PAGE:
The Netherlands has pledged €3.5 million in relief assistance for flood-affected people of Pakistan, the country’s foreign ministry announced on Thursday.
“The Netherlands stands in solidarity with the people in Pakistan who were affected by the severe floods,” the ministry wrote in a tweet.
The ministry said the country would provide €3.5 million of relief assistance for the victims through the Dutch Relief Alliance (DRA) and Rode Kruis “in addition to our continued support to the UN, WHO and ICRC, and others”.
The Netherlands stands in solidarity with the people in #Pakistan who were affected by the severe floods. Through @DutchRelief and @RodeKruis, 🇳🇱 contributes €3.5M of relief assistance for the victims, in addition to our continued support to the @UN, @WHO, @ICRC, and others.
— Dutch Ministry of Foreign Affairs 🇳🇱 (@DutchMFA) September 8, 2022
More than 33 million people in Pakistan have been affected by the flooding, brought on by record monsoon rains amplified by climate change. The floods have caused nearly 1,400 deaths and washed away homes, businesses, roads and bridges.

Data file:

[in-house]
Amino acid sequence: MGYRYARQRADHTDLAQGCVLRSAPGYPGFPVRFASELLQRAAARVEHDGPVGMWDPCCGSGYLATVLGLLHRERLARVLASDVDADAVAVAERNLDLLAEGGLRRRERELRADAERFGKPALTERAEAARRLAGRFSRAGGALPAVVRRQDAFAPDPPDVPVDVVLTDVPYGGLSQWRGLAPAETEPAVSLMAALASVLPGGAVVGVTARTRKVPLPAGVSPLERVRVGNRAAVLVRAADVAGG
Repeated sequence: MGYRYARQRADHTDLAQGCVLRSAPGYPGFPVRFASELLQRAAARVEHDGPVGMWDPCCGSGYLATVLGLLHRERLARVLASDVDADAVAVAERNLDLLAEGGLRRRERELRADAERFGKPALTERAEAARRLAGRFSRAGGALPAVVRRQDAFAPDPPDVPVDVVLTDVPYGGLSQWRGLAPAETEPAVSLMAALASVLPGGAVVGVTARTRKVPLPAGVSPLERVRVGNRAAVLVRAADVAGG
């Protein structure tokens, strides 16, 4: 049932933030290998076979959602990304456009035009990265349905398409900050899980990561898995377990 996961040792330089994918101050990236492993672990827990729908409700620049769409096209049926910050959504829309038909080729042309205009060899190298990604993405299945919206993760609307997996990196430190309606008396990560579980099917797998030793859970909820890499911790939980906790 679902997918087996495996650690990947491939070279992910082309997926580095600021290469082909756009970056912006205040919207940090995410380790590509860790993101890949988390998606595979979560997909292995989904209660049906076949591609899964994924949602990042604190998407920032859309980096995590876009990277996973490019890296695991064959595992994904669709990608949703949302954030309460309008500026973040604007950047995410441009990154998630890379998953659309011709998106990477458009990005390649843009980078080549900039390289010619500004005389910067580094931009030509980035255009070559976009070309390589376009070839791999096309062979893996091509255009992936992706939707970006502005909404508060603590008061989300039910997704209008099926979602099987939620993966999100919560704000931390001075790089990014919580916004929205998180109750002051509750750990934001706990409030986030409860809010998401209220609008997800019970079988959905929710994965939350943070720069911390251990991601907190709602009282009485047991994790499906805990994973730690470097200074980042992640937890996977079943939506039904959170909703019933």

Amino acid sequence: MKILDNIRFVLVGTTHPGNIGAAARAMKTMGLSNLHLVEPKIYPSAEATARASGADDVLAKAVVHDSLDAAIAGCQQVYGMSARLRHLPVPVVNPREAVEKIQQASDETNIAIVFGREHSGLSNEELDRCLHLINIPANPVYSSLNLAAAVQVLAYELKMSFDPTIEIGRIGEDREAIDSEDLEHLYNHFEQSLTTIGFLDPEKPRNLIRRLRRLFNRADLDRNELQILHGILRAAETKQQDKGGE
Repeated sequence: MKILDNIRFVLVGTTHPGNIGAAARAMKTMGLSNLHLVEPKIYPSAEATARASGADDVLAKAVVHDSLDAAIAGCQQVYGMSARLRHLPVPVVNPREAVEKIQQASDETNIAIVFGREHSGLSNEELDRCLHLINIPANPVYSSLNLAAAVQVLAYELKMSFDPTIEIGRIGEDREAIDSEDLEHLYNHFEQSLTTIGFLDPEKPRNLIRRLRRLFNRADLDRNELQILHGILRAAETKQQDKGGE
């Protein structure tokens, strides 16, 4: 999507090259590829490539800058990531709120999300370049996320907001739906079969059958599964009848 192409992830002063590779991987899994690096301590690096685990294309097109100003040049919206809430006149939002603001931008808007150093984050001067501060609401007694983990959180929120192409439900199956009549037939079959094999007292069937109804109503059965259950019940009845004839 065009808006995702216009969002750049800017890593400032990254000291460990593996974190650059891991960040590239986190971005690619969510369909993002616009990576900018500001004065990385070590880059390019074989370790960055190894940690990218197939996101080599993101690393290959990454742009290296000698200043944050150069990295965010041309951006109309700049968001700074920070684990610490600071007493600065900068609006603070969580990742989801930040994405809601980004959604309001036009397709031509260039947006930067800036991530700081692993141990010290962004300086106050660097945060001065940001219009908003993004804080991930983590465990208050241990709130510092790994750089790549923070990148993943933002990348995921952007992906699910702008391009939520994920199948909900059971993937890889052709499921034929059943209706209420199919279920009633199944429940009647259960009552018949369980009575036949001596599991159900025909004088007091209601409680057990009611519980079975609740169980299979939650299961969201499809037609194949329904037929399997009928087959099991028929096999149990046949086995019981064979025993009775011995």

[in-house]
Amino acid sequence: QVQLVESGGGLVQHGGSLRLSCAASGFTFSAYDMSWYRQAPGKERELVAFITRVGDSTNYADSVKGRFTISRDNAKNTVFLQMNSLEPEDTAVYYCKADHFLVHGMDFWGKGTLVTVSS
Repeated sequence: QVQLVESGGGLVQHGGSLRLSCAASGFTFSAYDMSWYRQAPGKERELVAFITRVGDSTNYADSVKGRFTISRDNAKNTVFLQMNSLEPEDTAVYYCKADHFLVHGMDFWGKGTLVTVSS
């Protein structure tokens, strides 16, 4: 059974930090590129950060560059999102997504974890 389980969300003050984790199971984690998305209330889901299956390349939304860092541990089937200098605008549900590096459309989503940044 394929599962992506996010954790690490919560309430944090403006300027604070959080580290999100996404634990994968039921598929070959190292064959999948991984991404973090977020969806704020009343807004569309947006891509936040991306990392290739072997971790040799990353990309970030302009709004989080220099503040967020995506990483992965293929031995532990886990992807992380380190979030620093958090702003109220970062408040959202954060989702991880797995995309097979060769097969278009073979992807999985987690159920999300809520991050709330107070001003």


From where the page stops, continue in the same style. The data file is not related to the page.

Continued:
The UN's World Health Organisation said more than 1,460 health centres had been damaged, of which 432 were fully wrecked, the majority of them in Sindh.
More than 4,500 medical camps have been set up by the WHO and its partners, while more than 230,000 rapid tests for acute watery diarrhoea, malaria, dengue, hepatitis and chikungunya have been distributed.
Such diseases are already circulating in Pakistan, alongside Covid-19, HIV and polio, and "now all these are at risk of getting worse", WHO spokesman Tarik Jasarevic told reporters in Geneva.
Also read: Death toll from floods at 1,325 as 11 more perish
"We have already received reports of the increased number of cases of acute watery diarrhoea, typhoid, measles and malaria, especially in the worst-affected areas."
Jasarevic said it was still difficult to get to areas hit hard by the floods, which have submerged a third of the country – an area the size of the United Kingdom.
Mortality among newborn babies and severe acute malnutrition are at risk of increasing due to disruption of services.
"The situation is expected to worsen," Jasarevic warned.
The WHO has delivered $1.5 million in medicines and emergency stockpiles, including tents, water purification kits and oral rehydration sachets.
It is appealing for $19 million from donors.